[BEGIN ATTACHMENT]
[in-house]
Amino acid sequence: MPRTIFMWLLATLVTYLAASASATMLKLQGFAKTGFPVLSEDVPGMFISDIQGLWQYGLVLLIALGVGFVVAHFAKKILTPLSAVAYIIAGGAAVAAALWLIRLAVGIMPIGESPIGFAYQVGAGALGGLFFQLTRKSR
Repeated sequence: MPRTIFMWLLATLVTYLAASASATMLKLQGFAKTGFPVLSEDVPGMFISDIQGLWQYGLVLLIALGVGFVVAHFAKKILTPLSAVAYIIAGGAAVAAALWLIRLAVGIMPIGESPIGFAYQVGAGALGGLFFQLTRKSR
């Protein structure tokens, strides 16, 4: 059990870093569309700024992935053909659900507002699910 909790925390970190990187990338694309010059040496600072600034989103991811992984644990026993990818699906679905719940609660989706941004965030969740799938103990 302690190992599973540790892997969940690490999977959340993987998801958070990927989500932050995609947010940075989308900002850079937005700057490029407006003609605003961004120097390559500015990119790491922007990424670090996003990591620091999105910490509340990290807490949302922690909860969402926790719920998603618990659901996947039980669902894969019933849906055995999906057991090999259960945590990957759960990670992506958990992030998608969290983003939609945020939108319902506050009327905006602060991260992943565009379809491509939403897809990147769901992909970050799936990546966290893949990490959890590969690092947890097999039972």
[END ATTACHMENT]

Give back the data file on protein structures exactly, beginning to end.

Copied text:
[in-house]
Amino acid sequence: MPRTIFMWLLATLVTYLAASASATMLKLQGFAKTGFPVLSEDVPGMFISDIQGLWQYGLVLLIALGVGFVVAHFAKKILTPLSAVAYIIAGGAAVAAALWLIRLAVGIMPIGESPIGFAYQVGAGALGGLFFQLTRKSR
Repeated sequence: MPRTIFMWLLATLVTYLAASASATMLKLQGFAKTGFPVLSEDVPGMFISDIQGLWQYGLVLLIALGVGFVVAHFAKKILTPLSAVAYIIAGGAAVAAALWLIRLAVGIMPIGESPIGFAYQVGAGALGGLFFQLTRKSR
């Protein structure tokens, strides 16, 4: 059990870093569309700024992935053909659900507002699910 909790925390970190990187990338694309010059040496600072600034989103991811992984644990026993990818699906679905719940609660989706941004965030969740799938103990 302690190992599973540790892997969940690490999977959340993987998801958070990927989500932050995609947010940075989308900002850079937005700057490029407006003609605003961004120097390559500015990119790491922007990424670090996003990591620091999105910490509340990290807490949302922690909860969402926790719920998603618990659901996947039980669902894969019933849906055995999906057991090999259960945590990957759960990670992506958990992030998608969290983003939609945020939108319902506050009327905006602060991260992943565009379809491509939403897809990147769901992909970050799936990546966290893949990490959890590969690092947890097999039972």